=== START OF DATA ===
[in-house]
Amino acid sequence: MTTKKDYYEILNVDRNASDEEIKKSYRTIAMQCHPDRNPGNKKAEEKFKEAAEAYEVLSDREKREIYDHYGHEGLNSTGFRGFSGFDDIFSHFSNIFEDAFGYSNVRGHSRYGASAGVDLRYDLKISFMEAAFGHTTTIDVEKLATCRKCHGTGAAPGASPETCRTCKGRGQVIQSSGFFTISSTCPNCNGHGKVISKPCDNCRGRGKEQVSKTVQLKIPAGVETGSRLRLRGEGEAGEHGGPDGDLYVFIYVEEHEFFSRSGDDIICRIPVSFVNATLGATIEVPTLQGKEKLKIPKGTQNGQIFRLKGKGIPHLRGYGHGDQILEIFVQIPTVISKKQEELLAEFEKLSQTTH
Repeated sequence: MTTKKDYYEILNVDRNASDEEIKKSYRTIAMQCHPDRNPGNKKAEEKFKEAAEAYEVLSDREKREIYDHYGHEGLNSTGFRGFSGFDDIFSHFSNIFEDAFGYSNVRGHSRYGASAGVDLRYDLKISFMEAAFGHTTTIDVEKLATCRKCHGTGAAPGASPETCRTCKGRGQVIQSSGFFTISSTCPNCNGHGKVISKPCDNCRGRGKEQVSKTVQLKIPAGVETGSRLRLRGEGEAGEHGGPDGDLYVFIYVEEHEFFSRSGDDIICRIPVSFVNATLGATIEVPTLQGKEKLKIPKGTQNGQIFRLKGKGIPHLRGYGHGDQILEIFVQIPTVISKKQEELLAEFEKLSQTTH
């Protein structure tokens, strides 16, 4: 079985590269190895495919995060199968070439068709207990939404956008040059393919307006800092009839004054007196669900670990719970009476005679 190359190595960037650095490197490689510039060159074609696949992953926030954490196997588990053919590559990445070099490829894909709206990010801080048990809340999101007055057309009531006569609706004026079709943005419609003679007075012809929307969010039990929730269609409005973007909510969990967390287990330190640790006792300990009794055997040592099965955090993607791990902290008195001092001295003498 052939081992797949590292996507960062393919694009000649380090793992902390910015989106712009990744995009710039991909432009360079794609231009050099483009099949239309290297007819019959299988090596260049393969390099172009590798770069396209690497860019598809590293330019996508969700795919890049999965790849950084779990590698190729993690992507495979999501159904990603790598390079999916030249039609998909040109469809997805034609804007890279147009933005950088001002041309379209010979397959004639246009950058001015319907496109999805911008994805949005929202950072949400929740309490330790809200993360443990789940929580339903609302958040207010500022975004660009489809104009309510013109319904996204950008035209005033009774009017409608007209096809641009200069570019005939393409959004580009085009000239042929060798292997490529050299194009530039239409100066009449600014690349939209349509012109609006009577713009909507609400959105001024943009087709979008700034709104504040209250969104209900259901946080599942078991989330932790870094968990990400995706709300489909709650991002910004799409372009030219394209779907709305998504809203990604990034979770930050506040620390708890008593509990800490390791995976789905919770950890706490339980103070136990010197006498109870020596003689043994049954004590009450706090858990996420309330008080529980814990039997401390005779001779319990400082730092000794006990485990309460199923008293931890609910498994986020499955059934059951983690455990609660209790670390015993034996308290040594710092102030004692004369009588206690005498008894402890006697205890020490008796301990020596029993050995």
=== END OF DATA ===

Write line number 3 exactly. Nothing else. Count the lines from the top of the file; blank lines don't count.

Repeated sequence: MTTKKDYYEILNVDRNASDEEIKKSYRTIAMQCHPDRNPGNKKAEEKFKEAAEAYEVLSDREKREIYDHYGHEGLNSTGFRGFSGFDDIFSHFSNIFEDAFGYSNVRGHSRYGASAGVDLRYDLKISFMEAAFGHTTTIDVEKLATCRKCHGTGAAPGASPETCRTCKGRGQVIQSSGFFTISSTCPNCNGHGKVISKPCDNCRGRGKEQVSKTVQLKIPAGVETGSRLRLRGEGEAGEHGGPDGDLYVFIYVEEHEFFSRSGDDIICRIPVSFVNATLGATIEVPTLQGKEKLKIPKGTQNGQIFRLKGKGIPHLRGYGHGDQILEIFVQIPTVISKKQEELLAEFEKLSQTTH